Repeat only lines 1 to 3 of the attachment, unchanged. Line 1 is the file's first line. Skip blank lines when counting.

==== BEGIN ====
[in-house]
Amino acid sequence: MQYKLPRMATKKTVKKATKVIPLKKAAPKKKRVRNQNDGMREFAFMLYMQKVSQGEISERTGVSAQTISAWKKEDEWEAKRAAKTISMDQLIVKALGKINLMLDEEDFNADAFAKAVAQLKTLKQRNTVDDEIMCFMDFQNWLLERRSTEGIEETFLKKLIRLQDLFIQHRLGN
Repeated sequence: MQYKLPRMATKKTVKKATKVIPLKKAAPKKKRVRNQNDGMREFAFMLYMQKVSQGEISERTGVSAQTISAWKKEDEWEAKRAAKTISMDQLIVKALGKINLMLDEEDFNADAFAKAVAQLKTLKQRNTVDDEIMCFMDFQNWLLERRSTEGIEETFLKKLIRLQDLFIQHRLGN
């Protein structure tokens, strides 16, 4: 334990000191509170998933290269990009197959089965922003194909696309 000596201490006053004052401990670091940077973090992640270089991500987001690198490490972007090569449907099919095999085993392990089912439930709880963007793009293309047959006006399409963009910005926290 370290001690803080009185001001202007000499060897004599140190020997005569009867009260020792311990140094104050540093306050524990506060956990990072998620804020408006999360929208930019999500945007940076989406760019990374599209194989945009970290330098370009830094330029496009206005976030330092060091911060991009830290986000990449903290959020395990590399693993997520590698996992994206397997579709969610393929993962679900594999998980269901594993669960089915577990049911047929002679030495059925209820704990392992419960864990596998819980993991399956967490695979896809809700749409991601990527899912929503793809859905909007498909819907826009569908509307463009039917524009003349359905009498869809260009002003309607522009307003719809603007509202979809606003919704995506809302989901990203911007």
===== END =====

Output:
[in-house]
Amino acid sequence: MQYKLPRMATKKTVKKATKVIPLKKAAPKKKRVRNQNDGMREFAFMLYMQKVSQGEISERTGVSAQTISAWKKEDEWEAKRAAKTISMDQLIVKALGKINLMLDEEDFNADAFAKAVAQLKTLKQRNTVDDEIMCFMDFQNWLLERRSTEGIEETFLKKLIRLQDLFIQHRLGN
Repeated sequence: MQYKLPRMATKKTVKKATKVIPLKKAAPKKKRVRNQNDGMREFAFMLYMQKVSQGEISERTGVSAQTISAWKKEDEWEAKRAAKTISMDQLIVKALGKINLMLDEEDFNADAFAKAVAQLKTLKQRNTVDDEIMCFMDFQNWLLERRSTEGIEETFLKKLIRLQDLFIQHRLGN